They do. They have HIPAA, and security, and all these regulations. And then, they got it done in two weeks. It’s just fascinating. I really admire some of the hospital systems were able to do this so fast, and they really rose to the occasion. So, there’s that. Interestingly, a lot of patients who are skeptical of data I’ve seen were skeptical of embracing it. And I think it’s going to go from being skeptical to demand. And so, I would say, my only two cents to add to that discussion that people are already having is, I would look at it as a competitive advantage. So, if you can truly integrate the telehealth into your program, faster, better, smarter than your competitors, there’s a window of opportunity that you can begin exploiting now. And then, it’s also deeper than just promotion.

Marketers, average marketers always talk about advertising. And if you go back to marketing 101, the four Ps of marketing, price, place product, and promotion. I look at telehealth, and also remote monitoring, and different technologies as being part of the P. So, what is our new product? How do we design it? And then, place. So, it’s also places your house, and then you start thinking about how can we scale when we have an epidemic, or we have even just the flu or whatever? Do we really need all these old buildings? I’m looking now at my own office space. My lease is up in May. I’m paying for empty office space probably until May. But I can assure you when that lease is up, we’re not taking the same amount of office space we did before. And I think a lot of people are thinking that way. And in health care, all these barriers to progress have been in place for so long. It’s like this cascade of a change will cause as I think to finally look at it, it’s like, “Okay, it didn’t work. Let’s start from the scratch.”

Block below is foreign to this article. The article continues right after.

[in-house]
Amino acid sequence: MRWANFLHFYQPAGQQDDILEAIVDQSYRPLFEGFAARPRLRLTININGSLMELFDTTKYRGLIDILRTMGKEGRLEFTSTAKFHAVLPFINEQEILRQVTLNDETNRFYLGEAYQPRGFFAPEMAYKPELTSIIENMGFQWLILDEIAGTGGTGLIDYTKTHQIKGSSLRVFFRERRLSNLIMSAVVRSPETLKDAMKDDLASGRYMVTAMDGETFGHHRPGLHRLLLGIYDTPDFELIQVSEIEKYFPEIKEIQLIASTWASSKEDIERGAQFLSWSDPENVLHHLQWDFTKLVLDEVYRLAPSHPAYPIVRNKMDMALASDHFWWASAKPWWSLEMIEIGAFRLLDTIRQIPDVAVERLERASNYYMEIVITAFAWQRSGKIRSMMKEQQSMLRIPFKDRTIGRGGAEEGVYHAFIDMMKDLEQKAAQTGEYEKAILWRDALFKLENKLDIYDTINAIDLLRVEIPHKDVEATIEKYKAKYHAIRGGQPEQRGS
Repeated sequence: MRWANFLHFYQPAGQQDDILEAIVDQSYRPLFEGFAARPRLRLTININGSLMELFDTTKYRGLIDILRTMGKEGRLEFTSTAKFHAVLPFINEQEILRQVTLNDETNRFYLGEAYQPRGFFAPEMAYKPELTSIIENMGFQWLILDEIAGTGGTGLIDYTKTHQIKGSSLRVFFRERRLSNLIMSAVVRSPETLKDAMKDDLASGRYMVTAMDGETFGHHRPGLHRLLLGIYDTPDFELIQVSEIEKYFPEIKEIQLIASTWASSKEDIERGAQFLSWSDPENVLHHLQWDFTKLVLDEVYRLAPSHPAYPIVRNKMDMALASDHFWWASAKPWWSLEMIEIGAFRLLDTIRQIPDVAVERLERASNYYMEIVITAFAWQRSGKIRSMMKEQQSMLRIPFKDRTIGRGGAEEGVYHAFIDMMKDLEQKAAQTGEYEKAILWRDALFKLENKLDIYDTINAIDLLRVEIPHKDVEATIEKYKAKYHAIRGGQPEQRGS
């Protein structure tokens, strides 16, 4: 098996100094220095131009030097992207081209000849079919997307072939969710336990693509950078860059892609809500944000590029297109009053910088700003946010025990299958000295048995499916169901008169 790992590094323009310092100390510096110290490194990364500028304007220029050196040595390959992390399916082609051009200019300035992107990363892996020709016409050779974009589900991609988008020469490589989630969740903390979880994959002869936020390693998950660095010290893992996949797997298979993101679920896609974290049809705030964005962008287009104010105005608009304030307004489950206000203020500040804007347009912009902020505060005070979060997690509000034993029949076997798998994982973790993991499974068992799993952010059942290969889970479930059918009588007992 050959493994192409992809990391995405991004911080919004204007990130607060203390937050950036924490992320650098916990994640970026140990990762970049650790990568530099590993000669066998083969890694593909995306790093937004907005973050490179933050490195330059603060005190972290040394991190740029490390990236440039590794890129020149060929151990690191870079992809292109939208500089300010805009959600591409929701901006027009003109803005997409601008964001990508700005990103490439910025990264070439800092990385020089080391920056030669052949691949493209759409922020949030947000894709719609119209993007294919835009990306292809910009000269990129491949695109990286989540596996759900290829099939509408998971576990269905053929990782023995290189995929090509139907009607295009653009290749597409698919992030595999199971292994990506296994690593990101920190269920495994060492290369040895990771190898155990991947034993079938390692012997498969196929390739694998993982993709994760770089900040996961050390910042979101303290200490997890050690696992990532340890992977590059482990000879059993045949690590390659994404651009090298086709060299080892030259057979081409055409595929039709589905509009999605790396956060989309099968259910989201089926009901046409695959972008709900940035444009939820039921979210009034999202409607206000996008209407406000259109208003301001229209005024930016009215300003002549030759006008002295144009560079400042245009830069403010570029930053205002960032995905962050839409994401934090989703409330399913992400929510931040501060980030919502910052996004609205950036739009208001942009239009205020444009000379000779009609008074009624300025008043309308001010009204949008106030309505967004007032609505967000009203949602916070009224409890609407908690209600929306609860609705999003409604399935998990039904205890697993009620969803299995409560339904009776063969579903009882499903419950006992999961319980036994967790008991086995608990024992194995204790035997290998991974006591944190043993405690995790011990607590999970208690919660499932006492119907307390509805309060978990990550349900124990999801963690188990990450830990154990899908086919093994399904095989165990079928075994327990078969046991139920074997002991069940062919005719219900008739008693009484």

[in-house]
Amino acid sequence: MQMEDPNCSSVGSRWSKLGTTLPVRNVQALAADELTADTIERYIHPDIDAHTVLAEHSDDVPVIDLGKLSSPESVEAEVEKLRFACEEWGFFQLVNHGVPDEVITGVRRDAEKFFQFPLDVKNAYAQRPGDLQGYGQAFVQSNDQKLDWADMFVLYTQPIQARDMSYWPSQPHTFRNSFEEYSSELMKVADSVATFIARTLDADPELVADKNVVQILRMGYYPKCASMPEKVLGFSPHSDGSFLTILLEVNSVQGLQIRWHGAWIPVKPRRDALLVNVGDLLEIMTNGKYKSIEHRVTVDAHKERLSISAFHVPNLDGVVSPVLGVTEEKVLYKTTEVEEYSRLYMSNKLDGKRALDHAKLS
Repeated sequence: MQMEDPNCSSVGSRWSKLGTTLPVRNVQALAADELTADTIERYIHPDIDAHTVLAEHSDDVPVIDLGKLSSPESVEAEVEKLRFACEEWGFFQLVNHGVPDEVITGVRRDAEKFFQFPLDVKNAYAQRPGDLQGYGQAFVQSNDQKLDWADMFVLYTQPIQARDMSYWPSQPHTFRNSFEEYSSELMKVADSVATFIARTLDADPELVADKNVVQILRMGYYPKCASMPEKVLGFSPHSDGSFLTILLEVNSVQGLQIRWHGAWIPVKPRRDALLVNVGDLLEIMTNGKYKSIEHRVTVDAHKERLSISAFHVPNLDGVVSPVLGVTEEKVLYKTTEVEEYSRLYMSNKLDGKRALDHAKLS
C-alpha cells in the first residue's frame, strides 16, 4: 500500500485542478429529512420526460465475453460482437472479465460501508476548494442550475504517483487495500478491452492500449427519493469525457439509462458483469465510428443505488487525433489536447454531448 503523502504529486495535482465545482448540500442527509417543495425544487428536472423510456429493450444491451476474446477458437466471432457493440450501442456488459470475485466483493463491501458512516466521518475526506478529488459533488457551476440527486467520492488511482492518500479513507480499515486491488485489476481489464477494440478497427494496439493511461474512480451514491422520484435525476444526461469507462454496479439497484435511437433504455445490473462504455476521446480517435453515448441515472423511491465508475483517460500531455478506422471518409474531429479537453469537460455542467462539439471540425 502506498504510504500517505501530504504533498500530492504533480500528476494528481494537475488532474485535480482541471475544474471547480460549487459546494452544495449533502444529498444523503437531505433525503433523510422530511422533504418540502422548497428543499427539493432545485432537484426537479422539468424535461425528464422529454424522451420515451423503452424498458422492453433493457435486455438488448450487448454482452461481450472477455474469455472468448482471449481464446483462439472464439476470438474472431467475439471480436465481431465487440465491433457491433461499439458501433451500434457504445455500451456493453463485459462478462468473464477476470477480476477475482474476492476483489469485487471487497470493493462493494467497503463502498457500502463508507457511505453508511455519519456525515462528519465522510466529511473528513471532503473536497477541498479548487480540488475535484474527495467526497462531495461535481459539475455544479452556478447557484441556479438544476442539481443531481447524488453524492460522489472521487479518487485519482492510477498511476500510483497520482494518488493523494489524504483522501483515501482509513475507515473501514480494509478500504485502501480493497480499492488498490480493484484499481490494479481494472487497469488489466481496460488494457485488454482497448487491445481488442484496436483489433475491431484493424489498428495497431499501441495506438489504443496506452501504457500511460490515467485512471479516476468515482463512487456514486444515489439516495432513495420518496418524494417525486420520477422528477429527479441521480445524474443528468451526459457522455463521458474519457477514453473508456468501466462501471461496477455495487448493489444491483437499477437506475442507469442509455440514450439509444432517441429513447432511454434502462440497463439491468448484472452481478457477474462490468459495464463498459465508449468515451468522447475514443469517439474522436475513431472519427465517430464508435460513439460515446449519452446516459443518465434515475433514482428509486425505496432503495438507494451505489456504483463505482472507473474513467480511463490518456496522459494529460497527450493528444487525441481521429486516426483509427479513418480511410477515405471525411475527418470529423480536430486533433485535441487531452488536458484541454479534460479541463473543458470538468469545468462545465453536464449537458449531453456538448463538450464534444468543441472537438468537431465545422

John Marchica: